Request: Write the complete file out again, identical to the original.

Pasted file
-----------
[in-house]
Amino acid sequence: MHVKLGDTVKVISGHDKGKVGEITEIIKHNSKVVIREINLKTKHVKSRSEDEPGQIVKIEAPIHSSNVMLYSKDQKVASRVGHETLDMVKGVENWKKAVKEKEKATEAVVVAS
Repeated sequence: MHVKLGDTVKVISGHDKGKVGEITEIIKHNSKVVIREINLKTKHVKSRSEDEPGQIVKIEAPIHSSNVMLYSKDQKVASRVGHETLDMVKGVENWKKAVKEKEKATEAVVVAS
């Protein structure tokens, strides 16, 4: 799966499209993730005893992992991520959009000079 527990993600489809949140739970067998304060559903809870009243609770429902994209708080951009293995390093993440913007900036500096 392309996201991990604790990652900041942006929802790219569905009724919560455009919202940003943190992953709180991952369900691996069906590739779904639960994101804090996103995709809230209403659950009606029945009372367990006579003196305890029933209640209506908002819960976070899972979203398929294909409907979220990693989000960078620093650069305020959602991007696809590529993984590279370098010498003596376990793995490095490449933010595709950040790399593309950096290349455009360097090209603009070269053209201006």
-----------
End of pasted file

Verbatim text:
[in-house]
Amino acid sequence: MHVKLGDTVKVISGHDKGKVGEITEIIKHNSKVVIREINLKTKHVKSRSEDEPGQIVKIEAPIHSSNVMLYSKDQKVASRVGHETLDMVKGVENWKKAVKEKEKATEAVVVAS
Repeated sequence: MHVKLGDTVKVISGHDKGKVGEITEIIKHNSKVVIREINLKTKHVKSRSEDEPGQIVKIEAPIHSSNVMLYSKDQKVASRVGHETLDMVKGVENWKKAVKEKEKATEAVVVAS
């Protein structure tokens, strides 16, 4: 799966499209993730005893992992991520959009000079 527990993600489809949140739970067998304060559903809870009243609770429902994209708080951009293995390093993440913007900036500096 392309996201991990604790990652900041942006929802790219569905009724919560455009919202940003943190992953709180991952369900691996069906590739779904639960994101804090996103995709809230209403659950009606029945009372367990006579003196305890029933209640209506908002819960976070899972979203398929294909409907979220990693989000960078620093650069305020959602991007696809590529993984590279370098010498003596376990793995490095490449933010595709950040790399593309950096290349455009360097090209603009070269053209201006």